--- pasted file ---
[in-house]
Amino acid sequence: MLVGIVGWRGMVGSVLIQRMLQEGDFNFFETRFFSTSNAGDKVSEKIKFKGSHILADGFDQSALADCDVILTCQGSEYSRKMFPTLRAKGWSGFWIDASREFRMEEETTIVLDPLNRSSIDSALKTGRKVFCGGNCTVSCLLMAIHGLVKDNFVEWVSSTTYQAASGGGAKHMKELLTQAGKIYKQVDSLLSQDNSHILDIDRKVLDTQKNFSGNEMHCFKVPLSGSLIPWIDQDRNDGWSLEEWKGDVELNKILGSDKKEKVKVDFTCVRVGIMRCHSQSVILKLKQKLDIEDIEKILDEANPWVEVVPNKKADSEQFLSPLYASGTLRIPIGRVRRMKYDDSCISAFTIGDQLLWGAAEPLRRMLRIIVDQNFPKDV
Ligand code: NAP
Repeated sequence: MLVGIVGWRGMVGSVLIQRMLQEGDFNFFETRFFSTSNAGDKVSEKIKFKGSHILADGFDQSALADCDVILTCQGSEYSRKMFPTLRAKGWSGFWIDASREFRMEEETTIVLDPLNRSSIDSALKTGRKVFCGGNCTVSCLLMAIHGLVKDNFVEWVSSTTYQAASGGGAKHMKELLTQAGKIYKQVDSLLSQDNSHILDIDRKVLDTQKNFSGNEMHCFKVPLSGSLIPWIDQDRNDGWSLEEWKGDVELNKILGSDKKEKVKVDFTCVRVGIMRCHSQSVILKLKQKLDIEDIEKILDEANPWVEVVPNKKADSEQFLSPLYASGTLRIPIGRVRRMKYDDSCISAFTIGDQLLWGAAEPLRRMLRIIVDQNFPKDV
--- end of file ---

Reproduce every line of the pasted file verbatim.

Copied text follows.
[in-house]
Amino acid sequence: MLVGIVGWRGMVGSVLIQRMLQEGDFNFFETRFFSTSNAGDKVSEKIKFKGSHILADGFDQSALADCDVILTCQGSEYSRKMFPTLRAKGWSGFWIDASREFRMEEETTIVLDPLNRSSIDSALKTGRKVFCGGNCTVSCLLMAIHGLVKDNFVEWVSSTTYQAASGGGAKHMKELLTQAGKIYKQVDSLLSQDNSHILDIDRKVLDTQKNFSGNEMHCFKVPLSGSLIPWIDQDRNDGWSLEEWKGDVELNKILGSDKKEKVKVDFTCVRVGIMRCHSQSVILKLKQKLDIEDIEKILDEANPWVEVVPNKKADSEQFLSPLYASGTLRIPIGRVRRMKYDDSCISAFTIGDQLLWGAAEPLRRMLRIIVDQNFPKDV
Ligand code: NAP
Repeated sequence: MLVGIVGWRGMVGSVLIQRMLQEGDFNFFETRFFSTSNAGDKVSEKIKFKGSHILADGFDQSALADCDVILTCQGSEYSRKMFPTLRAKGWSGFWIDASREFRMEEETTIVLDPLNRSSIDSALKTGRKVFCGGNCTVSCLLMAIHGLVKDNFVEWVSSTTYQAASGGGAKHMKELLTQAGKIYKQVDSLLSQDNSHILDIDRKVLDTQKNFSGNEMHCFKVPLSGSLIPWIDQDRNDGWSLEEWKGDVELNKILGSDKKEKVKVDFTCVRVGIMRCHSQSVILKLKQKLDIEDIEKILDEANPWVEVVPNKKADSEQFLSPLYASGTLRIPIGRVRRMKYDDSCISAFTIGDQLLWGAAEPLRRMLRIIVDQNFPKDV